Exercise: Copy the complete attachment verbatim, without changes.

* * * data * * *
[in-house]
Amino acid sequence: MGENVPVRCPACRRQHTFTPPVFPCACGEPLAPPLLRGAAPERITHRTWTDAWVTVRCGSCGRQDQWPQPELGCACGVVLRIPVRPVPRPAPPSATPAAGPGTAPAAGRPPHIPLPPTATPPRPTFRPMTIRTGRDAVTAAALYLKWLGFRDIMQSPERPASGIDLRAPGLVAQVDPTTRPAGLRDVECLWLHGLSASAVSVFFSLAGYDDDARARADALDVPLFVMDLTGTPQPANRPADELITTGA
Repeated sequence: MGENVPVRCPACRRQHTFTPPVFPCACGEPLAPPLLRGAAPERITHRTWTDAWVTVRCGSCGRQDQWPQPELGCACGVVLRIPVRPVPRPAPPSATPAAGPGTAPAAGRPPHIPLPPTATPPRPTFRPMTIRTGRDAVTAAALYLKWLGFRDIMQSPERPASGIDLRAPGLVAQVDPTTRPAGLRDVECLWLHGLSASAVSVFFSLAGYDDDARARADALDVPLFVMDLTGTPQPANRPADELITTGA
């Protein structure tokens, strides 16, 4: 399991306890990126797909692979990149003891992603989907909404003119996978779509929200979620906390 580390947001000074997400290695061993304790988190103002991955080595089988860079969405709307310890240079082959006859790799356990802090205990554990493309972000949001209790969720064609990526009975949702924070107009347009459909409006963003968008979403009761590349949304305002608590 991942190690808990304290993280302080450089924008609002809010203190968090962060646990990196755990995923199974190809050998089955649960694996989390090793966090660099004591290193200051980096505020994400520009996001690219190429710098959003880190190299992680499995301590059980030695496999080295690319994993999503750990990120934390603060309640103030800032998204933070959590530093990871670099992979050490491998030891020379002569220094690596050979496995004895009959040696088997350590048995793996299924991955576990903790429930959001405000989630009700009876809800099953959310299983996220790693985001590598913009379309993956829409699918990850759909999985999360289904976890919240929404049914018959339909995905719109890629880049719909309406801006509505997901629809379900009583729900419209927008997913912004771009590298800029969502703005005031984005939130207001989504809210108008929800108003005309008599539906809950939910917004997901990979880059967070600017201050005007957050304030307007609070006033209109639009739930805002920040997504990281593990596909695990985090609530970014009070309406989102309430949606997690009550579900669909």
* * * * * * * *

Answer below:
[in-house]
Amino acid sequence: MGENVPVRCPACRRQHTFTPPVFPCACGEPLAPPLLRGAAPERITHRTWTDAWVTVRCGSCGRQDQWPQPELGCACGVVLRIPVRPVPRPAPPSATPAAGPGTAPAAGRPPHIPLPPTATPPRPTFRPMTIRTGRDAVTAAALYLKWLGFRDIMQSPERPASGIDLRAPGLVAQVDPTTRPAGLRDVECLWLHGLSASAVSVFFSLAGYDDDARARADALDVPLFVMDLTGTPQPANRPADELITTGA
Repeated sequence: MGENVPVRCPACRRQHTFTPPVFPCACGEPLAPPLLRGAAPERITHRTWTDAWVTVRCGSCGRQDQWPQPELGCACGVVLRIPVRPVPRPAPPSATPAAGPGTAPAAGRPPHIPLPPTATPPRPTFRPMTIRTGRDAVTAAALYLKWLGFRDIMQSPERPASGIDLRAPGLVAQVDPTTRPAGLRDVECLWLHGLSASAVSVFFSLAGYDDDARARADALDVPLFVMDLTGTPQPANRPADELITTGA
């Protein structure tokens, strides 16, 4: 399991306890990126797909692979990149003891992603989907909404003119996978779509929200979620906390 580390947001000074997400290695061993304790988190103002991955080595089988860079969405709307310890240079082959006859790799356990802090205990554990493309972000949001209790969720064609990526009975949702924070107009347009459909409006963003968008979403009761590349949304305002608590 991942190690808990304290993280302080450089924008609002809010203190968090962060646990990196755990995923199974190809050998089955649960694996989390090793966090660099004591290193200051980096505020994400520009996001690219190429710098959003880190190299992680499995301590059980030695496999080295690319994993999503750990990120934390603060309640103030800032998204933070959590530093990871670099992979050490491998030891020379002569220094690596050979496995004895009959040696088997350590048995793996299924991955576990903790429930959001405000989630009700009876809800099953959310299983996220790693985001590598913009379309993956829409699918990850759909999985999360289904976890919240929404049914018959339909995905719109890629880049719909309406801006509505997901629809379900009583729900419209927008997913912004771009590298800029969502703005005031984005939130207001989504809210108008929800108003005309008599539906809950939910917004997901990979880059967070600017201050005007957050304030307007609070006033209109639009739930805002920040997504990281593990596909695990985090609530970014009070309406989102309430949606997690009550579900669909």